Christopher Weaver at Kaiser Health News has done two stories recently on new care models driven by insurers eager to save money. Both stories lay out issues that AHCJ members can examine in their own communities, particularly regarding the influence insurers will have over health care delivery and how it differs – or does not differ – from the HMOs of the 1990s.
The first story, in May, (Health Insurers Opening Their Own Clinics To Trim Costs) was about insurers (specifically Medicare Advantage plans) opening clinics to treat some of their patients that need a lot of health care, and tend to get it in costly (to the insurer) as well as unpleasant (to the patient) places like emergency departments. Giving high-needs patients easy access to care in a clinic – which one could think of broadly as a type of “medical home” – can give them continuity of care, avoid health crises, and cost less money in a closed system where the insurer can shape the payment incentives and share in savings.
The second, more recent, story (Managed Care Enters the Exam Room as Insurers Buy Doctor Groups) reported on a trend that isn’t getting too much attention. Big insurers are buying up physician medical groups, or launching physician management companies. Weaver wrote that it’s “part of a strategy to curb rising health costs that could cut into profits and to weather new challenges to their business arising from the federal health law.”
As Weaver and other reporters have noted, more doctors are giving up solo and small practices in favor of large groups, multi-specialty groups, or staff positions at hospitals. (This Washington Post piece looked at the related trend of hospitals hiring primary care physicians.) Many health policy experts believe the trend toward larger groups and more integrated practices will help reduce fragmentation and duplication, saving money and improving quality.
But what happens when the insurers control the purse strings? Weaver wrote:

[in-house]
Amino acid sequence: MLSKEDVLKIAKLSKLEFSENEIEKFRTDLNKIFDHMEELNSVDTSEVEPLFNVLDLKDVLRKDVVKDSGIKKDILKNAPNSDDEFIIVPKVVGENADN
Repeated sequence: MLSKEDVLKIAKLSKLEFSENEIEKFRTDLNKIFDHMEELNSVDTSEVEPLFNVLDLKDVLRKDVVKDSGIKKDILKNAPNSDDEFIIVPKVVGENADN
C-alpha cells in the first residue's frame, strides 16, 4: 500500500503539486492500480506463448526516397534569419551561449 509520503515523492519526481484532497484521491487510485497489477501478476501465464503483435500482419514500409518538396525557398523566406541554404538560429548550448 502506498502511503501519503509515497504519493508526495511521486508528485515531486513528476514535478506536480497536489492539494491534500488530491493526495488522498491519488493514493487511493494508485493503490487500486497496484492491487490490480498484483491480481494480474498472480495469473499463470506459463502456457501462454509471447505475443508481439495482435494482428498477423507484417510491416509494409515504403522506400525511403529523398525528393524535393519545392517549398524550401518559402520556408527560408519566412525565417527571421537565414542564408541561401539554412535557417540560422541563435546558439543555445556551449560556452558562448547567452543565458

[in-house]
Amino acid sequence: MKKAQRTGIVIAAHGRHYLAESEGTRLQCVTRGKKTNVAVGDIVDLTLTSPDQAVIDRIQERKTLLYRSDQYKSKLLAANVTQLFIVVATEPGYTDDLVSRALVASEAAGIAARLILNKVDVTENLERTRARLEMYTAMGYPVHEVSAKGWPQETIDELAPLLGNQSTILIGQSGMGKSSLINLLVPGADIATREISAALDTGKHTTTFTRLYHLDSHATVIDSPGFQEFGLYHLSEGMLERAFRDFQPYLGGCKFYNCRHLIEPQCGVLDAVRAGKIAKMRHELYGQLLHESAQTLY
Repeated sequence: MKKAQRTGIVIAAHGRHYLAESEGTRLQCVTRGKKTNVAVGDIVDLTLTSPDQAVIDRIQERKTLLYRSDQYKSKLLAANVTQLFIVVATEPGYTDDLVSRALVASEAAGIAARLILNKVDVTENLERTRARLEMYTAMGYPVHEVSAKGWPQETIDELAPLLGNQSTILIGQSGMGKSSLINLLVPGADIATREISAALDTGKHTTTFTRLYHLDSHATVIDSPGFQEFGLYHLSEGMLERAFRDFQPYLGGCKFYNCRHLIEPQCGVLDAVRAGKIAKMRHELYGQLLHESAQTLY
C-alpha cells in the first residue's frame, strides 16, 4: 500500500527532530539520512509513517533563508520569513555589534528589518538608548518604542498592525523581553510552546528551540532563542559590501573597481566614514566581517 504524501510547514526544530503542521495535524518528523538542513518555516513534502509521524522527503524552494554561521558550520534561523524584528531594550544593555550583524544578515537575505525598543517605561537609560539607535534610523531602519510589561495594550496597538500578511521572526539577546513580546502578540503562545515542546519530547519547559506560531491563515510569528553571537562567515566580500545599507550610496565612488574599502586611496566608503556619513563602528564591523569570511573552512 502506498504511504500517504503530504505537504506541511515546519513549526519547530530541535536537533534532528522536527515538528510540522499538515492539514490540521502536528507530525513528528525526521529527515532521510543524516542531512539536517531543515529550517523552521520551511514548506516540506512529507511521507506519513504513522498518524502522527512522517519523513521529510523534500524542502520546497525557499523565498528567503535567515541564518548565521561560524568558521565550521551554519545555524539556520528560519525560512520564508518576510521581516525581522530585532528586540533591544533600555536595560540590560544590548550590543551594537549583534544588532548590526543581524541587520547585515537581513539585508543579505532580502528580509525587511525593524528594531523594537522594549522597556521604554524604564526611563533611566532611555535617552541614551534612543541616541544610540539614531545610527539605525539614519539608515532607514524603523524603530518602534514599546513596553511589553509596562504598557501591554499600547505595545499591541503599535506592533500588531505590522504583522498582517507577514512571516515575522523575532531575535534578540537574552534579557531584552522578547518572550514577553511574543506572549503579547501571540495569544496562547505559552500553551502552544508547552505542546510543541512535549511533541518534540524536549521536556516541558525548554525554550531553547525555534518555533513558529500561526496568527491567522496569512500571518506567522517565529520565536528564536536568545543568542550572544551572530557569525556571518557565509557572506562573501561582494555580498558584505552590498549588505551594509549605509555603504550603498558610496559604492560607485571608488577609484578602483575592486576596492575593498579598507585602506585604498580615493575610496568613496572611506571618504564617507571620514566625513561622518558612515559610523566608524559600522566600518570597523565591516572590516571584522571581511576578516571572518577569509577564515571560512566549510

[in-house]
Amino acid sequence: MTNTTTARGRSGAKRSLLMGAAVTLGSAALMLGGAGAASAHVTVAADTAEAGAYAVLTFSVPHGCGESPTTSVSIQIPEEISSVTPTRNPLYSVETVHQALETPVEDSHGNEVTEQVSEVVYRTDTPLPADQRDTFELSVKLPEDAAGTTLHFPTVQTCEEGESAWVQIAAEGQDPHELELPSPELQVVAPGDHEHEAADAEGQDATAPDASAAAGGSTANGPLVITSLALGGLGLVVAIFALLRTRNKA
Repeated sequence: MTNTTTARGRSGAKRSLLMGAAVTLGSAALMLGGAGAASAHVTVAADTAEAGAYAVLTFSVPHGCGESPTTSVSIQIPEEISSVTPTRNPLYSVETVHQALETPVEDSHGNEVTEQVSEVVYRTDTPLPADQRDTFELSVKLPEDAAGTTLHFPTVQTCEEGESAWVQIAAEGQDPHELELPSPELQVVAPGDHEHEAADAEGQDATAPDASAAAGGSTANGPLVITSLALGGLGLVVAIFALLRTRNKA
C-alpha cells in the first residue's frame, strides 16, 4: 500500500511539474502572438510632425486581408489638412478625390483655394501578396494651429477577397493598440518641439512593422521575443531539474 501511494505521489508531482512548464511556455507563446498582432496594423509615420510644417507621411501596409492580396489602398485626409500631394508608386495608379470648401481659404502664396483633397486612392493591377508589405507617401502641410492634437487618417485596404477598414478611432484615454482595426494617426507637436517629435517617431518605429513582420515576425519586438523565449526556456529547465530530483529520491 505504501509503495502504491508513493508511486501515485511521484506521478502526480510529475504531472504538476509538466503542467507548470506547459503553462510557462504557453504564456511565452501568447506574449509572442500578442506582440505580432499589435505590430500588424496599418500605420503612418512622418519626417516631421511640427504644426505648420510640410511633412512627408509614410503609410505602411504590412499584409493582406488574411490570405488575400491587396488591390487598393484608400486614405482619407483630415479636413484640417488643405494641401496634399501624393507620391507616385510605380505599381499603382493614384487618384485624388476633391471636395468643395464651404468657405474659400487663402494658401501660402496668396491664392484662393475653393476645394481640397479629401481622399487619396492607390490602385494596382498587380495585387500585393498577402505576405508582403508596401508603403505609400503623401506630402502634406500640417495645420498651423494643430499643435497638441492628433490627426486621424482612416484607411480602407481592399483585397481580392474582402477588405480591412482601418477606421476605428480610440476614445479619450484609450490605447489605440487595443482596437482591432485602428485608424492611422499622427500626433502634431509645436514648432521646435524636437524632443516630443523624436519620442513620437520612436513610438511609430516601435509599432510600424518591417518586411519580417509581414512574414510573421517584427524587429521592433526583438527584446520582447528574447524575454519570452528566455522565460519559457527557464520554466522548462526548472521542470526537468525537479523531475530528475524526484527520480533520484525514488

“The doctors, at the end of the day, control the patients and currently [in the regular fee for service system, not this insurer-owned model] they’re financially incentivized to do more tests, more procedures,” said Chris Rigg, a Wall Street analyst for Susquehanna Financial Group. “But, if they’re employed by a managed care company, they’re financially incentivized” to do less.
That thought unnerves consumer advocate Anthony Wright of Health Access in Sacramento, Calif., who worries profit pressure could affect care decisions. But Wright also said there may be upsides to more tightly managed care: “No patient wants to get more procedures than they actually need.”
So that’s the dilemma. Will these insurer-owned and operated systems be curbing costs by getting rid of the unnecessary, wasteful and sometimes harmful care, or will they skimp on care? If they formally become Accountable Care Organizations under Medicare, they will have to be accountable for not only the cost but the quality, in defined and measurable ways. But if they are just slapping an “accountability” label on themselves, it’s less clear who they are accountable to, and what they are accountable for. It’s not a given that it will be a reprise of the HMOs.
The business environment – purchasers of insurance wanting quality and value – is different than the 1990s. State-based exchanges starting in 2014 may be able to inject more accountability into the system. Medicare and Medicaid as well as state governments are doing more on quality measurements, value-based purchasing etc. But it’s not clear exactly how all that will play out in the insurer-driven model and whether consumers will resist in ways reminiscent of the managed care backlash 10 or 15 years ago.
“There’s a gigantic Murphy’s law emerging here,” Weaver quoted a health care consultant as saying. “The very people who were the demons in all of this, that the public can’t stand” – managed-care firms – “are the big winners.”